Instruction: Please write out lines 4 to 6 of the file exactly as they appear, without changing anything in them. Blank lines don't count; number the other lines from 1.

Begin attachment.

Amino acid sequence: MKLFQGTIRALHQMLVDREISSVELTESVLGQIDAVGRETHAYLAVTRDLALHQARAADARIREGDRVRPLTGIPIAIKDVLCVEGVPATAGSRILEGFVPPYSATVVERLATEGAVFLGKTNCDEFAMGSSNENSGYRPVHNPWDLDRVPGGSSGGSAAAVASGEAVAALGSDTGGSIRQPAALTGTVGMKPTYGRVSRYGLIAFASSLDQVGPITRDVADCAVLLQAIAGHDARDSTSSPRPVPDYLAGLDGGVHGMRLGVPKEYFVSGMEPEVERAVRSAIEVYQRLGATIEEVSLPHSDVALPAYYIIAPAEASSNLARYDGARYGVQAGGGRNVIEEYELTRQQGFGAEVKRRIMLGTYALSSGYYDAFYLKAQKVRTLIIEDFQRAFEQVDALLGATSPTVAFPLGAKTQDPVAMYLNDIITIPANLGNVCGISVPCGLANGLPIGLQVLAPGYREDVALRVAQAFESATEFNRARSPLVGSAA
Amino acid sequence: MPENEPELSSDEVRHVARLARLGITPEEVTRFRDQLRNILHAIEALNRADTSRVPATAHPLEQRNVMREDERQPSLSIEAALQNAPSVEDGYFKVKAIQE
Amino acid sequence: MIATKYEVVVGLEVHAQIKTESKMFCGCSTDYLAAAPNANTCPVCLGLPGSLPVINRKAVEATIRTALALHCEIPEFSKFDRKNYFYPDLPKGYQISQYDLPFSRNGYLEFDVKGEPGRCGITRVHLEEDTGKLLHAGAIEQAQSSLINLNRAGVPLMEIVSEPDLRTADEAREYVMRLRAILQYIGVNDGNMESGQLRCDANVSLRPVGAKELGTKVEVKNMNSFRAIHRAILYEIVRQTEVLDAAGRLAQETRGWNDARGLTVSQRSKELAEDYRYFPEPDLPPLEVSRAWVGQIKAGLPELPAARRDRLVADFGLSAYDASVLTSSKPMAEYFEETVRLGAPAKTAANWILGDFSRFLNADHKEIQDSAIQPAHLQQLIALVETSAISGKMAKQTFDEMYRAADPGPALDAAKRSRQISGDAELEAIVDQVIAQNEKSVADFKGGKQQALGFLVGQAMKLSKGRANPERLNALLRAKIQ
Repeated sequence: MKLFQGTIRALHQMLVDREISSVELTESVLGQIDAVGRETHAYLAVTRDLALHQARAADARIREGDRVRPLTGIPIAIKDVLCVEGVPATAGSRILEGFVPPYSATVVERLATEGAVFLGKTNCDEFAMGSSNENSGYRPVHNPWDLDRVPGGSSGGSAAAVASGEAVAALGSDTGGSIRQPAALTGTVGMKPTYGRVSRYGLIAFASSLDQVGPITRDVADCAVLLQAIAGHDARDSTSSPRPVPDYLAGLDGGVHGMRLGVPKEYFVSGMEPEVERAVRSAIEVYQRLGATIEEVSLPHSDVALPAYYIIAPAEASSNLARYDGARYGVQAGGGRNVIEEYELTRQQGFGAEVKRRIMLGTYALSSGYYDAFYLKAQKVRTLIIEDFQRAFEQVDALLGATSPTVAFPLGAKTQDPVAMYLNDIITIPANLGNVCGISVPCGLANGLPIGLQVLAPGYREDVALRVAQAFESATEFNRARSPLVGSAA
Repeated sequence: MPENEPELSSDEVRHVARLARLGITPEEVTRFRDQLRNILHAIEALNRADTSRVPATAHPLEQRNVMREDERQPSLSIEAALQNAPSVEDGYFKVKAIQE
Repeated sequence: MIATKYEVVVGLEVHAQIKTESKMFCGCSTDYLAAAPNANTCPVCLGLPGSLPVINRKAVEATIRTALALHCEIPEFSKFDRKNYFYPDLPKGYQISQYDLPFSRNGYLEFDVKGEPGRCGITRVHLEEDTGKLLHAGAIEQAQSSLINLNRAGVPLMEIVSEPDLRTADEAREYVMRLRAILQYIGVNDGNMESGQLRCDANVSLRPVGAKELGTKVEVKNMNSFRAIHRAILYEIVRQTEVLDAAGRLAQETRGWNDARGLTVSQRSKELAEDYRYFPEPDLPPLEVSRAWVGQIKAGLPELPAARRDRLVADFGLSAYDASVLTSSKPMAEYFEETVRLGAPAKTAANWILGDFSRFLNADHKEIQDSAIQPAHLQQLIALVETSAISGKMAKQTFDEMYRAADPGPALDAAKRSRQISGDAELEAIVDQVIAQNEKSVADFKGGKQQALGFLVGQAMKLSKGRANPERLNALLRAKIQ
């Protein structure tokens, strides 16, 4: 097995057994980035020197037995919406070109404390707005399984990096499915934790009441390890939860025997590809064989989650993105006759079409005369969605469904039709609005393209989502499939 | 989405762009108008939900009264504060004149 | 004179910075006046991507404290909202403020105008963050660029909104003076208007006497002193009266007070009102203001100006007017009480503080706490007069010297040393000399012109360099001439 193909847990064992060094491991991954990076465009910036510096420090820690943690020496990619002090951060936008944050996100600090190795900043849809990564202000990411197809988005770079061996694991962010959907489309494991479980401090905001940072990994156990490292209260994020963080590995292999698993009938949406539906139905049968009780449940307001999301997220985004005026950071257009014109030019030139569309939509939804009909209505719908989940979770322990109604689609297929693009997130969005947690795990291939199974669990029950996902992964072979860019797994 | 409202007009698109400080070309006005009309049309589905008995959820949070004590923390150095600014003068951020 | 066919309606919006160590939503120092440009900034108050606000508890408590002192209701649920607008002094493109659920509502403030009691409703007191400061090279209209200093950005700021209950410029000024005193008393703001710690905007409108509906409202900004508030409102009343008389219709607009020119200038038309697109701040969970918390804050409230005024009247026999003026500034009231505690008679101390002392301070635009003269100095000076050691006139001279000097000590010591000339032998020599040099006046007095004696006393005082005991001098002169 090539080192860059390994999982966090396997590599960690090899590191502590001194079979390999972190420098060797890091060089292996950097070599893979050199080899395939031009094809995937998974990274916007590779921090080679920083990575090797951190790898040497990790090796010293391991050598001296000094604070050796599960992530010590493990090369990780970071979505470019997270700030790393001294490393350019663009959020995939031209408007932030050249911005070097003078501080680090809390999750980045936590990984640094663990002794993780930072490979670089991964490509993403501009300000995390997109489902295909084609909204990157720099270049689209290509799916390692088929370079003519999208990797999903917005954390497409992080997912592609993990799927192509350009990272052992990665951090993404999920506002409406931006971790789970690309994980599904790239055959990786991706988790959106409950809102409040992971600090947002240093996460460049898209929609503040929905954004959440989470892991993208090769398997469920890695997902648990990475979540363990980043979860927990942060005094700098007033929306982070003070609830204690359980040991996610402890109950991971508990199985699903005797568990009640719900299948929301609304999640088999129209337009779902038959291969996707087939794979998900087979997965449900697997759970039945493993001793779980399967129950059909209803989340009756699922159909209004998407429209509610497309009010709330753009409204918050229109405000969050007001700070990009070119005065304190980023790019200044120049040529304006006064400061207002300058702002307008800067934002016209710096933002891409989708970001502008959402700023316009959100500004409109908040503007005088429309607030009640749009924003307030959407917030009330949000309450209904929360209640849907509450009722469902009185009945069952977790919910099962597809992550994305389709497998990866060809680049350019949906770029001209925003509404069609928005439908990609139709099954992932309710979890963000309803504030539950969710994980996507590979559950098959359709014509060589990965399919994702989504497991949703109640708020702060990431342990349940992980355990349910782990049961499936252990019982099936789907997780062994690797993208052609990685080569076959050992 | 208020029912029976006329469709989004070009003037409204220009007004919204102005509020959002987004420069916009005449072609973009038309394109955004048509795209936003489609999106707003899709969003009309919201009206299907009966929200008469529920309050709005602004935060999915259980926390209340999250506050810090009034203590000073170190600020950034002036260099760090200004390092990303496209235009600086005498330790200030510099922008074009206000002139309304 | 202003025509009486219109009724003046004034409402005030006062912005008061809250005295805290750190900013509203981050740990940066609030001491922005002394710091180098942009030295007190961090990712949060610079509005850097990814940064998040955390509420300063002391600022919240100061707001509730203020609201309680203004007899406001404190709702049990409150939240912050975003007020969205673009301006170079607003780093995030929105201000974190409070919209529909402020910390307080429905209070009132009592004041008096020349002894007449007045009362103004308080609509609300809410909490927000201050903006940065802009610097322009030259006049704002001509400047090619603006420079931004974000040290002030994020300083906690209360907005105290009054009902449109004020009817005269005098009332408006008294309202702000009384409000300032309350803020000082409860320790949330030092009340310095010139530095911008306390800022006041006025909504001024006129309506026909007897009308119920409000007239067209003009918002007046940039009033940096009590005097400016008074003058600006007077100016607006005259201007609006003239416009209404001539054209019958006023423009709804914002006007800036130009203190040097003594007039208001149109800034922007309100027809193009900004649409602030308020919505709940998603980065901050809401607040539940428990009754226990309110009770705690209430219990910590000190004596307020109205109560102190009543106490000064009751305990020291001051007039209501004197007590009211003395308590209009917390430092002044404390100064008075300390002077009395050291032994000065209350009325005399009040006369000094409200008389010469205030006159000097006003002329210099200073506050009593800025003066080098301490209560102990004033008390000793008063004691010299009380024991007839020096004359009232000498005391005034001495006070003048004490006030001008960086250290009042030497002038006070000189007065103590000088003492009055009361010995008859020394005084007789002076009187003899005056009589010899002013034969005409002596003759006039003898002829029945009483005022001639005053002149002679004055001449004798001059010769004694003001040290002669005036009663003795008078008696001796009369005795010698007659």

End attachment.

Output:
Repeated sequence: MKLFQGTIRALHQMLVDREISSVELTESVLGQIDAVGRETHAYLAVTRDLALHQARAADARIREGDRVRPLTGIPIAIKDVLCVEGVPATAGSRILEGFVPPYSATVVERLATEGAVFLGKTNCDEFAMGSSNENSGYRPVHNPWDLDRVPGGSSGGSAAAVASGEAVAALGSDTGGSIRQPAALTGTVGMKPTYGRVSRYGLIAFASSLDQVGPITRDVADCAVLLQAIAGHDARDSTSSPRPVPDYLAGLDGGVHGMRLGVPKEYFVSGMEPEVERAVRSAIEVYQRLGATIEEVSLPHSDVALPAYYIIAPAEASSNLARYDGARYGVQAGGGRNVIEEYELTRQQGFGAEVKRRIMLGTYALSSGYYDAFYLKAQKVRTLIIEDFQRAFEQVDALLGATSPTVAFPLGAKTQDPVAMYLNDIITIPANLGNVCGISVPCGLANGLPIGLQVLAPGYREDVALRVAQAFESATEFNRARSPLVGSAA
Repeated sequence: MPENEPELSSDEVRHVARLARLGITPEEVTRFRDQLRNILHAIEALNRADTSRVPATAHPLEQRNVMREDERQPSLSIEAALQNAPSVEDGYFKVKAIQE
Repeated sequence: MIATKYEVVVGLEVHAQIKTESKMFCGCSTDYLAAAPNANTCPVCLGLPGSLPVINRKAVEATIRTALALHCEIPEFSKFDRKNYFYPDLPKGYQISQYDLPFSRNGYLEFDVKGEPGRCGITRVHLEEDTGKLLHAGAIEQAQSSLINLNRAGVPLMEIVSEPDLRTADEAREYVMRLRAILQYIGVNDGNMESGQLRCDANVSLRPVGAKELGTKVEVKNMNSFRAIHRAILYEIVRQTEVLDAAGRLAQETRGWNDARGLTVSQRSKELAEDYRYFPEPDLPPLEVSRAWVGQIKAGLPELPAARRDRLVADFGLSAYDASVLTSSKPMAEYFEETVRLGAPAKTAANWILGDFSRFLNADHKEIQDSAIQPAHLQQLIALVETSAISGKMAKQTFDEMYRAADPGPALDAAKRSRQISGDAELEAIVDQVIAQNEKSVADFKGGKQQALGFLVGQAMKLSKGRANPERLNALLRAKIQ